The HRD has also identified rural retention strategies besides public recognition strategies like awards for rural health workers. “The award in recognition of their services would motivate them further,” Yangchen Chhoedon said, adding that the HRD would develop a training needs assessment and a web-based information system for HRD processes.
One of the grievances of health workers, according to health ministry officials is the difference in workload and training opportunities that health workers avail.
Health minister Tandin Wangchuk said that when he visited health centres in the dzongkhags, most complained about being treated differently. “With the web-based information system, everything will be transparent now,” lyonpo said. Dr Ugen Dophu said that as a retention strategy, the ministry even looked at paying health workers in Bhutan equivalent to health workers abroad. “But as civil servants, we can’t do this either,” he said.
He said that during the 1980’s about 50 doctors were more than enough at the Thimphu referral hospital while today even 256 doctors are not enough for the 350-bedded hospital. “This is partly to do with management as some doctors are over burdened with work while some aren’t,” he said.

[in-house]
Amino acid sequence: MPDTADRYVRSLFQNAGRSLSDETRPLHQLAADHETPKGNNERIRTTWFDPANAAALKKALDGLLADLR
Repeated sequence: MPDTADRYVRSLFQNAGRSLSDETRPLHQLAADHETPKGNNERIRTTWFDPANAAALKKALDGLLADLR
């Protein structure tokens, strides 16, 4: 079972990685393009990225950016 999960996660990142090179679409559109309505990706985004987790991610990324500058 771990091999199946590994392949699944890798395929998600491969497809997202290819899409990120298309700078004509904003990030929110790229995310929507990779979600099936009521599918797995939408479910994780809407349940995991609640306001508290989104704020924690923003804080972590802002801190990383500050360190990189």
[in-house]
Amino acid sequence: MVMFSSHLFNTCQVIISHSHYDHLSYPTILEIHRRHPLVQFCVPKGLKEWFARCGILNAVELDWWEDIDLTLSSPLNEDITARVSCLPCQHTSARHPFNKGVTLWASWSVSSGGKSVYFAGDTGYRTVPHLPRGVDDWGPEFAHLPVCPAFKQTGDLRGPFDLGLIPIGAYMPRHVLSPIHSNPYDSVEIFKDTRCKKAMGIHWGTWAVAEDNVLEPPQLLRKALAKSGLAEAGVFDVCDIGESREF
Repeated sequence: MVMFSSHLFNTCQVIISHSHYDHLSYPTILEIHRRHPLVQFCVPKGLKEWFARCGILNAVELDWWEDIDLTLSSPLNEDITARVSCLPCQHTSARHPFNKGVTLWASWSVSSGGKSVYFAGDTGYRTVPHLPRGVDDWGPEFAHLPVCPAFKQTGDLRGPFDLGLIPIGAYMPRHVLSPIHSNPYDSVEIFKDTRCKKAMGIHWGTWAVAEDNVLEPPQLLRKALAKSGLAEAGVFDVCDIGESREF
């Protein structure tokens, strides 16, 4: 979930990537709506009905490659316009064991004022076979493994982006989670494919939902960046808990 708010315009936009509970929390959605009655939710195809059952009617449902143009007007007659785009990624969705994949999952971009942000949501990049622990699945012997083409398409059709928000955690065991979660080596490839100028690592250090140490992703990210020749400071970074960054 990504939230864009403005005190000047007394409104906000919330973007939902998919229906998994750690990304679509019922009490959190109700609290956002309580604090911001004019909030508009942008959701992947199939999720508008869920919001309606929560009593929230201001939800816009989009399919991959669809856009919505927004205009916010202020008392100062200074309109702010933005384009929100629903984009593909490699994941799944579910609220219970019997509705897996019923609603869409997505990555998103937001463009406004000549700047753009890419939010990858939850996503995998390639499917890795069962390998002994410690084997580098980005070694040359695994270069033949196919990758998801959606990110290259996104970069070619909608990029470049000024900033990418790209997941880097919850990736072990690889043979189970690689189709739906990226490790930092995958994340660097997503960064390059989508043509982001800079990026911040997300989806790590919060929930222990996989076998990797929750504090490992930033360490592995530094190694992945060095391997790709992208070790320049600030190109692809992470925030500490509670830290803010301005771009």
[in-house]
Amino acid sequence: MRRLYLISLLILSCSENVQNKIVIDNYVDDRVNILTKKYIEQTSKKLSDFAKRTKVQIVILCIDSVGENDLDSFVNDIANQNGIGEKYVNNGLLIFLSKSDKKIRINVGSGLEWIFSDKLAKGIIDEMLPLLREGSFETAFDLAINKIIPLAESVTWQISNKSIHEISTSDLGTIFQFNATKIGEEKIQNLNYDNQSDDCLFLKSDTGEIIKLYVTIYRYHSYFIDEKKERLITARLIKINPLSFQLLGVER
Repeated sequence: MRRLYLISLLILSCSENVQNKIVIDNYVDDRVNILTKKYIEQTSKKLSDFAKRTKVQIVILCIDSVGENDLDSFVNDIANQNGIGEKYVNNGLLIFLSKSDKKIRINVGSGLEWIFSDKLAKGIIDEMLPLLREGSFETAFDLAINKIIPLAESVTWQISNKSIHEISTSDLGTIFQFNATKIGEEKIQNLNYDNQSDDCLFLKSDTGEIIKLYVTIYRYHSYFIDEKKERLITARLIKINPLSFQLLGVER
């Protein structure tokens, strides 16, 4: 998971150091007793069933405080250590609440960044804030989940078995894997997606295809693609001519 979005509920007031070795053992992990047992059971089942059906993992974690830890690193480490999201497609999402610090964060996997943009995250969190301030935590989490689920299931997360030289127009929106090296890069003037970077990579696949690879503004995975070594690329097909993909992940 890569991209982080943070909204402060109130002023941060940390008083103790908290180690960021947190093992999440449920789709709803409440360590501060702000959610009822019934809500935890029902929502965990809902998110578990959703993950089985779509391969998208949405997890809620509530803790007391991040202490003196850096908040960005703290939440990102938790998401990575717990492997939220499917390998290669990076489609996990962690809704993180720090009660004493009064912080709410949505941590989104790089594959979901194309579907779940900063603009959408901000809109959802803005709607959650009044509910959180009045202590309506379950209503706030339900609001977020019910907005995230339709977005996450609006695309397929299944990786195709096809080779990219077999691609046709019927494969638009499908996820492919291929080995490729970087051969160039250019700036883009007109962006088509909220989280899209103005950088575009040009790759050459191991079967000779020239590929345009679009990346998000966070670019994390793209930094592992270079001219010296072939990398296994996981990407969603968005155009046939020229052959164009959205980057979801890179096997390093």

Thimphu referral hospital’s medical superintendent Dr Gosar Pemba said health workers leave the system for better salary and incentives.
“It’s natural for people to leave when they are offered better incentives and pay packages,” he said. “At the end of one’s service, everyone would want something to rely on.”
Increasing pay package of health workers in the country, according to Dr Gosar Pemba is not possible unless the sector is delinked from the civil service.
With the Thimphu referral hospital short of specialists in most of its units, he said they have requested the civil service commission to allow the hospital to recruit expatriate doctors directly.
The hospital is also looking at ways to incentivise health workers depending on their workload. “It may not be a substantial amount but it will serve as some sort of recognition,” he said.